The Oblate Fathers keep a little connection with their roots
in Cahermoyle by returning each summer for a celebration of mass with their
many friends in Ardagh and the surrounding parishes. Fr Mahon, a retired Oblate
priest resides in Cahermoyle and provides spiritual support to all the residents.
|English Name||Irish Name||Meaning|
|Ardvone||An Árdmhóin||The high bogland|
|Ballynabearna||Baile na Bearna||The town of the gap|
|Ballyduane||Baile Uí Dhubháin||The town of Ó Dubháin|
|Ballyine||Baile Uí Eidhnigh||The town of Ó hÉidhnigh|
|Ballylin||Baile Uí Fhloinn||The town of Ó Floinn|
|Ballinloughnaan||Baile Uí Lachnáin||The town of Ó Lachnáin|
|Ballymorrisheen||Baile Mhuirisín||The town of Muirisín|
|Ballynacally||Baile na Caillí||The town of the nun|
|Ballyrobin||Baile Roibín||The town of Roibín|
|Ballyvoghan||Baile Uí Bhuacháin||The town of Ó Buacháin|
|Cahermoyle||Cathair Maothail||Stone fort of the soft ground|
|Carrickerry||Carraig Chiarraí||The rock of Kerry|
|Coolacokery||Cúil an Chócaire||The corner of the cook|
|Coolanoran||Cúil an Fhuaráin||The corner of the spring|
|Cross||An Chrois||The cross|
|Coolcronoge||Cúil Chrannóige||The corner of the wooden structure|
|Dromrahnee||Drom Raithní||Ridge of bracken|
|Dunganville Lower||Dún gConmhaoile||The fort of Cú Maoile|
|Dunganville Upper||as above|
|Farranatlaba||Fearann An tSlabaigh||The land of An Slabhach|
|Glenastar||Gleann Eas Dáire||The glen of the waterfall of the Dáir|
|Glensharrold||Gleann Searúill||The glen of Searúll|
|Glenville||Ráth Rónáin||The rath of Rónán|
|Gortnaglogh||Gort na gCloch||The field of the stones|
|Kerrykyle||Ceithre Coill||Four woods|
|Killard||Cill Ard||High church|
|Kilreash||Cill Réis||Meaning uncertain|
|Kilrodane||Cill Rodáin||The church of Rodán|
|Kilscannel||Cill Scannail||The church of Scannal|
|Knocknaboha||Cnoc na Boithe||The hill of the tent|
|Knocknagaul||Cnoc na gGall||The hill of the standing stones|
|Liskillen (Dickson)||Lios Cillín||Enclosure of the small church|
|Liskillen (O’Brien)||as above|
|Ministerland||Fearann an Mhinitéaraigh||The land of An Minitéarach|
|Monashinnagh||Móin na Sionnach||The bogland of the Foxes|
|Old Mill||Sean Mhuilleann||The Old Mill|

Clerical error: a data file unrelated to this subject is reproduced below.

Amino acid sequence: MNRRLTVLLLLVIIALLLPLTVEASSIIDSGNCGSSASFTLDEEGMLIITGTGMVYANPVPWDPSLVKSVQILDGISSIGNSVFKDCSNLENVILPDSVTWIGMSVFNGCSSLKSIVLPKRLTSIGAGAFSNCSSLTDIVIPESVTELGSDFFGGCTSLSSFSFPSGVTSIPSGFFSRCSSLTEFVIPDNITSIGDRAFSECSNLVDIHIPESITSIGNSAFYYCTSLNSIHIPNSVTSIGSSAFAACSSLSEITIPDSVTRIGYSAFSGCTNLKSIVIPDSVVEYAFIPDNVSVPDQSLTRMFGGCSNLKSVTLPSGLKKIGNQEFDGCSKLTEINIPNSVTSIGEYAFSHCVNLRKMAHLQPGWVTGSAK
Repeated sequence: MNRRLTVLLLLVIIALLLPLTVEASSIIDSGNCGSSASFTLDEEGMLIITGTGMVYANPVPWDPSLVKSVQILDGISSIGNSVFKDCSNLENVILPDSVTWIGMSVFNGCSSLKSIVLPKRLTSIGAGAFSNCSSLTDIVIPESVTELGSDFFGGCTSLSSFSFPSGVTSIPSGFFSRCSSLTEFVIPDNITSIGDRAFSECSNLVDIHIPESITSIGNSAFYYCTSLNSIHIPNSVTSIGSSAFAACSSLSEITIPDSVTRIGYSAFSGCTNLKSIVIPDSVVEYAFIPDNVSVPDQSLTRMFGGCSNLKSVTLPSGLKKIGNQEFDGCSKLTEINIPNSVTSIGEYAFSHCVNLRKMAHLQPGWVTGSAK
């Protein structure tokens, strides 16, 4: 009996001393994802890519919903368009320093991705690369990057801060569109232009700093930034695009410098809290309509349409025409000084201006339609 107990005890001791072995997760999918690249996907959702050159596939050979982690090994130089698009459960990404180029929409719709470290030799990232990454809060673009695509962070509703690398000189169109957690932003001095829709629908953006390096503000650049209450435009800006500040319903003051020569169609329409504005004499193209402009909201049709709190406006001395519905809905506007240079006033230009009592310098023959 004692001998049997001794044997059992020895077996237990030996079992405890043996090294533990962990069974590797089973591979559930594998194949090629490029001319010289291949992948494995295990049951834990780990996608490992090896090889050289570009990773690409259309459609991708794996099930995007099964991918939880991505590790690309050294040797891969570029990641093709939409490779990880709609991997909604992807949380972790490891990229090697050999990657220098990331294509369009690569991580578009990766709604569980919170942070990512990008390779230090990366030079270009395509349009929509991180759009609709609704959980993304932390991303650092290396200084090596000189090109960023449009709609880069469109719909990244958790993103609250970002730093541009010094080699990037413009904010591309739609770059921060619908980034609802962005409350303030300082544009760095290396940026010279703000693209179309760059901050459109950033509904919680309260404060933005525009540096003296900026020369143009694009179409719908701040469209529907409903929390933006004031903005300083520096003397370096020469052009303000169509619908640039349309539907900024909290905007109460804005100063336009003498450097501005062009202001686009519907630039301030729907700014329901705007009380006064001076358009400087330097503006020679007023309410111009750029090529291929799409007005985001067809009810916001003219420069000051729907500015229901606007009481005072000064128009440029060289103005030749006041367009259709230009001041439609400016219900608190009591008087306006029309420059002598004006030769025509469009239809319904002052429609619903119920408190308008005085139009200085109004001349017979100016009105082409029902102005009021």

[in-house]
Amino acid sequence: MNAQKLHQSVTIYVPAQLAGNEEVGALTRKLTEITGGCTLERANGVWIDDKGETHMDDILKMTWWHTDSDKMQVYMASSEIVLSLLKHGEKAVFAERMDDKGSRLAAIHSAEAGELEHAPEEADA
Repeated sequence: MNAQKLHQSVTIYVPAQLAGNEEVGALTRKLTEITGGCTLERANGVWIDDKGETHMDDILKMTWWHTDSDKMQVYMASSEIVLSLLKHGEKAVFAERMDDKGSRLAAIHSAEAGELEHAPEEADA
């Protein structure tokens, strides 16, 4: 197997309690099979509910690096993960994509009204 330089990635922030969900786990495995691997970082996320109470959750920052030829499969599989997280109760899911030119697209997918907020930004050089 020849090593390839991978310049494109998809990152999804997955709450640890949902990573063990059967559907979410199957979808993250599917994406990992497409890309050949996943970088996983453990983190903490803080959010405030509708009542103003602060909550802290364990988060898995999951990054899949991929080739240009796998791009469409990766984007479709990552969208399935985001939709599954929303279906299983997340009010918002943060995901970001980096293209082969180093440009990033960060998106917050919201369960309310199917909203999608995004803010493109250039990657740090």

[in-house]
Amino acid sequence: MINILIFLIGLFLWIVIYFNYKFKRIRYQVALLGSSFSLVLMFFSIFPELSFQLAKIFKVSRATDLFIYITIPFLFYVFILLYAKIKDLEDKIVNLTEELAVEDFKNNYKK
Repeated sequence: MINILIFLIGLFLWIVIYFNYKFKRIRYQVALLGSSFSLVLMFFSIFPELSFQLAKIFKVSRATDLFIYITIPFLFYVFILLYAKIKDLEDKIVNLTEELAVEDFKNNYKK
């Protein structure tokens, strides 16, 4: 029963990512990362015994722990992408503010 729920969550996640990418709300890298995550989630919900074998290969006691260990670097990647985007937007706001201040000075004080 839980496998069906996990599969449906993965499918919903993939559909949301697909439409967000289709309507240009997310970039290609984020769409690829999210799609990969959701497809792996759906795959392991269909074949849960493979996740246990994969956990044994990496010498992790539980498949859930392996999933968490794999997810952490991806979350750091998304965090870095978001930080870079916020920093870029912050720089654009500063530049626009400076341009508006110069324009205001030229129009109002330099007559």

|Rathreagh More||An Ráth Riabhach Mhór||The streaked rath|
|Reerasta North||Riaráiste||The rearage (arrears)|
|Reerasta South||as above|
|Reens West||Roighne Thiar||Meaning uncertain|
|Rooskagh East||Rúscach||Marshy place|
|Rooskagh West||as above|
|Skehanagh||An Sceachánach||The place of the hawthorns|
|1704 - ?||Paul Creagh|
|? - 1721||John O’Connor|
|? - 1736||Christopher Bermingham|
|1736 - 1755||Daniel Rourke|
|1755 - 1764||William Hourigan|
|? - ?||John Walsh|
|1796 - 1799||George De Lacy|
|1799 - 1817||James Corbet|
|1817 – 1836||Patrick Murray|
|1837||Patrick Murray||Maurice Ahern|
|1838||Patrick Murray||Maurice Ahern|
|1839||Patrick Murray||Maurice Ahern|
|1840||Patrick Murray||Maurice Ahern|
|1841||Patrick Murray||Maurice Ahern|
|1842||Daniel McCoy||Maurice Ahern|
|1843||Daniel McCoy||John Bourke|
|1844||Daniel McCoy||Robert Mulcahy|
|1845||Daniel McCoy||Robert Mulcahy|
|1846||Daniel McCoy||Robert Mulcahy|
|1847||Daniel McCoy||Richard Mulcahy|
|1848||Charles McDonnell||Daniel Leahy|
|1849||Charles McDonnell||Daniel Leahy|
|1850||Charles McDonnell||Daniel Leahy|
|1851||Charles McDonnell||William Toumy|
|1852||Charles McDonnell||Daniel Leahy|
|1853||Richard Lysten||Daniel Leahy|
|1854||Richard Lysten||James Hogan|
|1855||Richard Lysten||James Hogan|
|1856||Richard Lysten||James Hogan|
|1857||Richard Lysten||James Hogan|
|1858||Richard Lysten||John Kelly|
|1859||Richard Lysten||John Kelly|
|1860||Richard Lysten||John Kelly|
|1861||Richard Lysten||Michael Walsh|
|1862||Richard Lysten||C. McCarthy|
|1863||Richard Lysten||John Reeves|
|1864||D. O’Connor D.D.||John Reeves|
|1865||D. O’Connor D.D.||John Reeves|
|1866||D. O’Connor D.D.||Thomas Nolan|
|1867||D. O’Connor D.D.||James H. Roche|
|1868||D. O'Connor D.D.||Daniel Ryan|
|1869||D. O’Connor D.D.||James Glesson|
|1870||D. O’Connor D.D.||James Glesson|
|1871||D. O’Connor D.D.||James Glesson|
|1872||Michael Maher||James Glesson|
|1873||Michael Maher||James Glesson|
|1874||Michael Maher||Michael Byrne|
|1875||Michael Maher||Michael Byrne|
|1876||Michael Maher||Michael Byrne|
|1877||Michael Maher||Michael Byrne|
|1878||Michael Maher||Michael Byrne|
|1879||Michael Maher||Michael Byrne|
|1880||Michael Maher||Daniel Daly|
|1881||Michael Maher||Edmond Treacy|
|1882||John Walsh||M. McCoy|
|1883||John Walsh||M. McCoy|
|1884||John Walsh||Patrick O’Donnell|
|1885||John Walsh||Maurice Leahy|
|1886||John Walsh||Maurice Leahy|
|1887||John Walsh||Robert Ambrose|
|1888||John Walsh||Robert Ambrose|
|1889||John Walsh||Robert Ambrose|
|1890||John Walsh||Robert Ambrose|
|1891||John Walsh||Robert Ambrose|
|1892||John Walsh||George Culhane|
|1893||John Walsh||Edmund O’Leary|